[​IMG]
    Bonus, in focus. The gasket is much easier to remove when the rotor is out of the way. It was burnt in place in random spots and need lots of detail work. but it never stuck to the cover, only the engine side. There is goop from the gasket and burnt bits from the old stator, everywhere. An oil change is in order shortly.

    Reassembly when i can locate the Loctite 648. Pictures of the TDC bolt, after that.

    bobo
  7. JRWooden

    JRWooden Long timer

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    Bobo:

    THANKS ...
    your detailed pictures show our bikes use a different flywheel than the what is pictured in the "oil cooling" modification to the Buell which was "supposed to" use the same flywheel as our bikes..... or so it was rumored...

    http://www.erikbuellracing.com/stor...-2010-charging-system-rotor-modification.html

    It is similar, but theirs is splined where it meet the crankshaft ... and I can't figure out how that little hole would be exposed to oil and be able to feed it into the stator area .... :huh

    There is one image of the oiling system in the official BMW shop manual,
    but it does not show how the flywheel side of the engine is lubricated.

    Did you see any oiling "features" on the tapered end of the crankshaft where the flywheel sits?
    It looks like the flywheel has a keyway machined into it, but I don't see a matching feature on the crankshaft ...
    or is it just the angle from which the pictures are taken or is the keyway actually un-used?
  8. Bobo1167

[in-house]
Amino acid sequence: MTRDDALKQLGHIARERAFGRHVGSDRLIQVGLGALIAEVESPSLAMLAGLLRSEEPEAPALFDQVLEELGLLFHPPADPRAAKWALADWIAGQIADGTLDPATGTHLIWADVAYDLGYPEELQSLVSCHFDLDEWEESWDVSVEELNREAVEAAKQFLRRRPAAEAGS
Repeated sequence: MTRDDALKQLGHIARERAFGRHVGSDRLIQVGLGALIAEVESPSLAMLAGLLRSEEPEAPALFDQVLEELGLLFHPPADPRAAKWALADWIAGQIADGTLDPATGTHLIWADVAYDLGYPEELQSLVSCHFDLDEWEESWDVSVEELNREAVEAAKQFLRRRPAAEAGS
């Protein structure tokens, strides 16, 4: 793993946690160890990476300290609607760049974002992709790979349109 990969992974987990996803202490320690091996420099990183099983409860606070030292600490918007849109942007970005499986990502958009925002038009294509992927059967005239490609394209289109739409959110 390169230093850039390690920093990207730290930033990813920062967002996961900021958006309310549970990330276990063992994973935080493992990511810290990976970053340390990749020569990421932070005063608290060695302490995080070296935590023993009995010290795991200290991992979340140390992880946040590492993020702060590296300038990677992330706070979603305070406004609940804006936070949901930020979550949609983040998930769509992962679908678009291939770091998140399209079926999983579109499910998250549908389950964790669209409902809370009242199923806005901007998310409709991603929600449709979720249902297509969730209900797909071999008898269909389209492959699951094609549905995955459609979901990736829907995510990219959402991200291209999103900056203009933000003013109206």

Bobo1167 On a different frequency

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    [​IMG]
    Mostly in focus. The keyway has a key in it. in the reassembly instructions there's little said about the key except to make sure it's there. Definately there's a slot in the flywheel for it.

    If your're thinking there's some more passages or squirters or sprayers to provide a flood of cooling oil, you'll be disapointed. You can see the horizontal split of the engine case, the crank runs through it. Besides that there's nothing on this side (not even a place to smuggle diamonds).

    The Buell fix is similar but obviously a different part.

    [​IMG]
    Probably illegally cut out of the service disc. BMW calls this "Oil system Functional views and overview"

    The big oil passage that runs horizontally about through the middle of the engine is plugged on the right side by the cover. two things here.....1. if the upper portion of the cover is loose or damaged and that big oil passage can leak, a guy would probably loose all oil in a few seconds. 2. Rotax could have provided some small amount of cooling oil from this passage to inside the right cover.
  9. ebrabaek

    ebrabaek Long timer

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    Bobo..... This is fantastic of you to cover this with pic's...... Thanks a whole lot.
  10. JRWooden

    JRWooden Long timer

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    Thanks Bobo...
    Yes ... I agree the Buell parts are materially different than our setup .... so I don't think the oil cooling will work ... :cry

    Let me add my thanks for your great pictures!
  11. Downs

    Downs KK6RBI

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    You can add an 07 F800ST to the list. 34,900 miles crapped out on me today during the heat of the day during a 50 mile ride. Had to have a buddy come out with some jumper cables so I could limp her home.

    [​IMG]

    [​IMG]
  12. Bobo1167

    Bobo1167 On a different frequency

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    I'll bet i'm the only one on the lake with one of these......

    [​IMG]
    the mystery glue that holds the engine together.